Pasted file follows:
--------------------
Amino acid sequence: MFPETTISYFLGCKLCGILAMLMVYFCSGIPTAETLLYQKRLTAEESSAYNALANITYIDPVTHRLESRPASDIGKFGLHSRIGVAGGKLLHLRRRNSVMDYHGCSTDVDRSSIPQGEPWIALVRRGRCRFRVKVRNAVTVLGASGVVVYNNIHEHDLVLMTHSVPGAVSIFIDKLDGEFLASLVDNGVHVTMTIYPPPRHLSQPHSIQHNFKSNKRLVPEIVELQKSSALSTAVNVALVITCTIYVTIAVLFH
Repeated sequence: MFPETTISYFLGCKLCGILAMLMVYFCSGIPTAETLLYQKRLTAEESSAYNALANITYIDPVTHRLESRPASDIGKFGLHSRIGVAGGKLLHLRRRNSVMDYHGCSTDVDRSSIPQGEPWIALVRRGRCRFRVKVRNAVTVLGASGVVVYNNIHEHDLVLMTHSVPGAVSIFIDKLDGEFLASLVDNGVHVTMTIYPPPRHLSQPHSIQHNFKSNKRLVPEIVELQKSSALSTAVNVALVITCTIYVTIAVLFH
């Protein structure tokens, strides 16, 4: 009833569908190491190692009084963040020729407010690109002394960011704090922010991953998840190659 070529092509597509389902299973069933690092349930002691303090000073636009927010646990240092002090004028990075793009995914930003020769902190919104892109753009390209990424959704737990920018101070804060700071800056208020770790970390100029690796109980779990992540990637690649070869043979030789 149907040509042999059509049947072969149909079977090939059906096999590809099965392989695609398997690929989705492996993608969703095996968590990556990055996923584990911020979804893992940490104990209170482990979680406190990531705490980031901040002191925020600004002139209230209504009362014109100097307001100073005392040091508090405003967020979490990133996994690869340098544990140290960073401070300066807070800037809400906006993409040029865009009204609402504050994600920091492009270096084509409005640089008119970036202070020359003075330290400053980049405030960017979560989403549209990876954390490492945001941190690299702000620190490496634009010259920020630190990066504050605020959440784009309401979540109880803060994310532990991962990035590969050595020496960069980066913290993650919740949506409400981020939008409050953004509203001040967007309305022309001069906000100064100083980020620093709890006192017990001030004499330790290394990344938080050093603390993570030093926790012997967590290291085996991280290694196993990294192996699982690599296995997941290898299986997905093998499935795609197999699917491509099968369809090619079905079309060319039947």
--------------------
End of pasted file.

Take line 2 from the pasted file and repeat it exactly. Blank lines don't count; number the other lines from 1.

Repeated sequence: MFPETTISYFLGCKLCGILAMLMVYFCSGIPTAETLLYQKRLTAEESSAYNALANITYIDPVTHRLESRPASDIGKFGLHSRIGVAGGKLLHLRRRNSVMDYHGCSTDVDRSSIPQGEPWIALVRRGRCRFRVKVRNAVTVLGASGVVVYNNIHEHDLVLMTHSVPGAVSIFIDKLDGEFLASLVDNGVHVTMTIYPPPRHLSQPHSIQHNFKSNKRLVPEIVELQKSSALSTAVNVALVITCTIYVTIAVLFH